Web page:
BBC Scotland’s new flagship news programme The Nine showed a “promising start” which was “informal, interesting and thoroughly professional” on its debut last night, critics have said.
The hour-long nightly news programme launched last night with aÂ title sequence featuring the faces of ordinary Scots, reflecting its mission to “get a sense of the whole country”.
One reviewerÂ described The Nine as a “hugely positive step forward”.
Led by presentersÂ Rebecca Curran and Martin Geissler, the show opened with the latest on Brexit from newly hired Westminster correspondent Rajdeep Sandhu and Europe correspondent Jean Mackenzie (all pictured).
It also featured an investigation into drug dealers using the internet to “flood Scotland with legal pills” and an interview with Iceland’s prime minister who spoke about the consequences of a no-deal Brexit.
Sports presenter Amy Irons gave the first indication of the show’s more informal feel when she stopped in with Curran and Geissler for a chat which teased an interview coming up later in the show.
Also featured was an informal item with consumer affairs correspondent Laura Miller (who will present the show on Fridays with John Beattie) about the fall in “Scottie dog” ownership, fulfilling the Scottish angle.
The programme also took a brief look at the top national and international headlines of the day, as well as the sport headlines and weather.
The Scotsman’s Ross McCafferty was largely positive about the programme, forgiving the odd technical glitch and awkward encounters on the purple sofa, where he warnedÂ “three’s a crowd” after Irons joined the hosts.
But he praised a drugs investigation from social affairs correspondent Chris Clements, formerly of the Daily Record and STV News, taking it as “a very positive sign about the kind of work the Nine can and will do”.
Overall, he said: “There may be well-earned doubts about the future of the new BBC Scotland channel, but only the terminally cynical would regard The Nine as anything other than a hugely positive step forward.”
At The National, Shona Craven described The Nine as a “promising start from a team not afraid to ask the right questions”, saying the opening Brexit story feltÂ “fresh and distinctly Scottish”.
Lesley Riddoch, also for the National, praised Sandhu’s “relaxed and convincing” delivery but highlighted some “slight format problems” such as presenter’s talking over each other during oneÂ interview.
The Times’ Mike Wade gave the programme four out of five stars, saying there is “no need to go online… the team from Nine are worthy of your time”.
He described the show as mostly “informal, interesting and thoroughly professional”.
On Twitter, some viewers raised concerns with the 9pm time slot, which isÂ traditionally when channels air primetime entertainment – the programme clashed with return of Alan Partridge on BBC One – and some formatting issues.
— Lewis Vaughan Jones (@LVaughanJones) February 25, 2019
As much as I like Labour getting a grilling, on @BBCScotland #thenine I'm not quite buying into the two interviewers interviewing the same person..at the same time. Even I don't know what he's being asked!!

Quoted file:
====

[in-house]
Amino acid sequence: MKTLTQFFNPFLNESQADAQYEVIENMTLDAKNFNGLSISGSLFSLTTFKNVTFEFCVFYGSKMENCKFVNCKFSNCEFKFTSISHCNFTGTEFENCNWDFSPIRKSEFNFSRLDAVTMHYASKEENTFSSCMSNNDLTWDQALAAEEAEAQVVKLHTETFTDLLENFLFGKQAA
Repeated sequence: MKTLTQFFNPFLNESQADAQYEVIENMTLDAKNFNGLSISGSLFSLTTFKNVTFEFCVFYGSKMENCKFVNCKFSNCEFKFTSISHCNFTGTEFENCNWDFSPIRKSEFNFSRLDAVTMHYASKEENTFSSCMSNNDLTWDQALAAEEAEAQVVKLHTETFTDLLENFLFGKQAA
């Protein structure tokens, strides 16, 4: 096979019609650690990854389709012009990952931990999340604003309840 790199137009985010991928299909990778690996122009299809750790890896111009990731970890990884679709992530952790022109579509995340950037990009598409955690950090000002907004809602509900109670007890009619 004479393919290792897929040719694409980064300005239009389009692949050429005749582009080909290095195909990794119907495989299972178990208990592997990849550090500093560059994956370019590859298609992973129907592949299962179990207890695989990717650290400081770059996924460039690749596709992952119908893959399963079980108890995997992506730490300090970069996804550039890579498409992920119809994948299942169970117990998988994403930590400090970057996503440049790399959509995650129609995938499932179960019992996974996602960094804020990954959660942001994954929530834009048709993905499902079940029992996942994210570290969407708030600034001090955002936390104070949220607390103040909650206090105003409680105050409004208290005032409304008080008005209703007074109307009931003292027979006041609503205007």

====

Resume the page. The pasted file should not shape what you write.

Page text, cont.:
— Gavin Brownlie (@Gavin_Brownlie) February 25, 2019
But many, including former Sunday Herald news editor Angela Haggerty, were largely positive.
It's brilliant to see such a great response to @BBCScotNine – the new BBC Scotland channel is bringing investment into journalism in Scotland we need it. A lot of hard work has gone into #TheNine and I really hope it'll become a regular slot in our telly-watching schedules
— Captain Haggerty (@AngelaHaggerty) February 25, 2019
A good start for #thenine, or is it #nine? The hour didnâ€™t drag for me. Excellent packages on drugs and HIV. Confident presenters. Nice combo of authority and bantz. But I feel i now need News at Ten and Newsnight to tell me what I need to know on Labour/Brexit in detail.
— Kenny Farquharson (@KennyFarq) February 25, 2019
— Bryan Burnett (@bryanb1965) February 26, 2019
Well done to everyone at @BBCScotNine for their first programme. A promising start. The informal format is more familiar in many other European countries' current affairs output. Very strong investigative stories, but I hope they can avoid becoming a "magazine" show. #TheNine
— Patrick Harvie (@patrickharvie) February 25, 2019
Impressed with #TheNine on @BBCScotland so far. Will take a while to fully find it's stride but it's great to have Scottish news programme that can look into issues in depth. V. Different vibe to anything we've had before. Good luck to it
— Niall Sommerville (@niall_som) February 25, 2019
It is sooooo refreshing to hear diverse Scottish accents and see important issues like Scotland's high drug deaths rate, social media and fake pills covered on @BBCScotNine. Off to a good start. #TheNine #Stopthedeaths
— Hannah Graham (@DrHannahGraham) February 25, 2019
— Rachel Coburn (@rachelcoburn_) February 25, 2019
Loving @BBCScotNine so far and the amount of time they're spending on stories.
It feels more relaxed + like they care about the news their reporting rather than just chasing the next headline.
What does everyone else think? #TheNine
— Rhiannon Spear (@RhiannonV) February 25, 2019
— Paris Gourtsoyannis (@thistlejohn) February 25, 2019
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Source: Digital Journalism